One of the best things about the iPhone is you can have thin fingers or fat fingers, and pressing buttons and using controls on the touch screen is still quite easy. On old-school touch screen devices (WinMob phones in particular spring to mind), one had to be very precise as the first location touched on the screen immediately triggered a touch event, which is why a stylus was almost always necessary. The iPhone takes a slightly different approach, where a touch that consists of many points on the screen (as would occur with a finger) is converted into a co-ordinate through some sort of averaging of all the points. In general this works really well. However, using this approach still requires the controls on the screen be sufficiently large that a user will be able to put a finger over it, with the average falling comfortably on the control. From my experiments, I believe a control needs to have a touch area of at least 32x32 pixels.

Unfortunately, some of the standard controls suffer from having a touch area that is too small and subsequently difficult to press. In particular, when creating an info type UIButton with the Interface Builder the dimensions and bounding rect are set to 18x19, which is too small. This can be fixed by changing the bounding rect through code, but not in the interface builder.

I recently ran into a similar issue with a slider control.

When creating a UISlider with the Interface Builder, it is given a fixed height of 23 pixels, which is too low. More troubling is the thumb control in the slider, whose size is not exposed, but is around 20x20 and is too small for the slider to be comfortably moved. I found with a horizontal slider slid all the way to the left or all the way to the right, it would be difficult to move the thumb control off the edge with my finger - and I have fingers that are relatively slender. The bounding rect of the slider and the touchable area of the thumb control are as follows:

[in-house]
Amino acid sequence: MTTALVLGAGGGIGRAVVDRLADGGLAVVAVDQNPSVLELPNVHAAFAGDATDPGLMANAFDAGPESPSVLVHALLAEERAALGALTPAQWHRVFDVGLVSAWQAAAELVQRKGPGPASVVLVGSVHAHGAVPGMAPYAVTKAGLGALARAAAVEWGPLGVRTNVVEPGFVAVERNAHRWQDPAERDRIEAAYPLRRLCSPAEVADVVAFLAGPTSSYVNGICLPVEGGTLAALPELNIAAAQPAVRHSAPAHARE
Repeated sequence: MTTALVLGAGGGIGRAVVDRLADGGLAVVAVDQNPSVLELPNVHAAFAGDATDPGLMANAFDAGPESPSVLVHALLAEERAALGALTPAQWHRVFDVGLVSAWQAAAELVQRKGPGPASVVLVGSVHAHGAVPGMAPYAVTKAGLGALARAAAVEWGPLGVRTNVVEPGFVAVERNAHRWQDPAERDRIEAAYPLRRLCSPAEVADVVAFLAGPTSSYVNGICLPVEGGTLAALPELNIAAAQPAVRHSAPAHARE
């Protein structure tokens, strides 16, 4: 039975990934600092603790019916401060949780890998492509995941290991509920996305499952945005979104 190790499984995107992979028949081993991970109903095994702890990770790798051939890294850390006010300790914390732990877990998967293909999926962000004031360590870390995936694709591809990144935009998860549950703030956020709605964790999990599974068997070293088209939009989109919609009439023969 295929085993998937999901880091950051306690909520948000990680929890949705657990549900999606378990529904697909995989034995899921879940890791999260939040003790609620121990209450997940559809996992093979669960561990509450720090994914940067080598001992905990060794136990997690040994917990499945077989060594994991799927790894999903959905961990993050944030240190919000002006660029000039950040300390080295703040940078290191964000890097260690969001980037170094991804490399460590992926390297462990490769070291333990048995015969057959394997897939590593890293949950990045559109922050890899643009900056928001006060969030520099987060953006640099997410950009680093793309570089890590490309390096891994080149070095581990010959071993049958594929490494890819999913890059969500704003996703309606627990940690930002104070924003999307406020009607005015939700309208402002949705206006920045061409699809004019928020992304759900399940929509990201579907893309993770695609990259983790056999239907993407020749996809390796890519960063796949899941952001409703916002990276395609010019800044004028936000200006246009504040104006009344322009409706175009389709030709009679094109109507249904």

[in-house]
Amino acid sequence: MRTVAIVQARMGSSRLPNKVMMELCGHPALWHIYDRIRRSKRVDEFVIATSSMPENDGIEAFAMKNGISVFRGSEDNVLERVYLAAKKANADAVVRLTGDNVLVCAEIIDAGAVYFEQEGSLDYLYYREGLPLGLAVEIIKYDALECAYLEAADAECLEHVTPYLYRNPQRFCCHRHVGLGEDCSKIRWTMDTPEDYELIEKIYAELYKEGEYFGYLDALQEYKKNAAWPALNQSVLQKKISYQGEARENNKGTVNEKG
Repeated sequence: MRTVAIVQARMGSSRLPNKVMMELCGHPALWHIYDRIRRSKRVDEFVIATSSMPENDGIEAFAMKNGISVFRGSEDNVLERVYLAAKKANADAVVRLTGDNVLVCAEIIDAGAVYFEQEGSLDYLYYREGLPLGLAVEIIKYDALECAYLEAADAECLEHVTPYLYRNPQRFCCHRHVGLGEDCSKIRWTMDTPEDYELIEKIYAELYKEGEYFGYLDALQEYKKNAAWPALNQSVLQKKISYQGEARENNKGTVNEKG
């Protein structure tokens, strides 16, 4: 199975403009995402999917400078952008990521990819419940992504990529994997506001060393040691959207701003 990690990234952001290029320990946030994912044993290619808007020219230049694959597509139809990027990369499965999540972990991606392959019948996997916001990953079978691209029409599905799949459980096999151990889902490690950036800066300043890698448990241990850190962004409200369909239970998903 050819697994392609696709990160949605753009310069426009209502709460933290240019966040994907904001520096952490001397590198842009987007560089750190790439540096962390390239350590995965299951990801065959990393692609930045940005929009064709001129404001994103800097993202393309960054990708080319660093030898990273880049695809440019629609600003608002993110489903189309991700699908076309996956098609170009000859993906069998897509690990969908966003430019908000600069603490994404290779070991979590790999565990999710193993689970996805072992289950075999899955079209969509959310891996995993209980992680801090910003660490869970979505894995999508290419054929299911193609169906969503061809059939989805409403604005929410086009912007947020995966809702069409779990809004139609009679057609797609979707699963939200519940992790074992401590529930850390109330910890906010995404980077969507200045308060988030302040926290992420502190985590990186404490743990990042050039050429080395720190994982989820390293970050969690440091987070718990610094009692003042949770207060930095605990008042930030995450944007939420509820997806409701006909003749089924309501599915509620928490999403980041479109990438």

Unfortunately, simply changing the bounding rect on the control was not a solution in this case as it simply makes the slider bigger and does not change the touchable area of the thumb control. I tried all sorts of workarounds to make the slider more responsive and eventually settled on extending the UISlider control and overriding some behaviour with the following two-pronged approach (the code follows at the bottom of the post):

  1. Override the pointInside method to make points slightly outside of the control still appear to be inside the control (without changing the size of the actual slider). I decided to extend the touchable area by 10 pixels on either side of the control and 8 pixels above and below it.
  2. Override the beginTrackingWithTouch method, which determines whether the user has clicked on the thumb control, to start tracking. This requires determining where the thumb control is based on the current value, then determining if the user's touch was close enough to it for tracking to begin. I effectively increased the thumb control size to 40x40.

The new effective bounding rect of the slider and the touchable area of the thumb control are now as follows: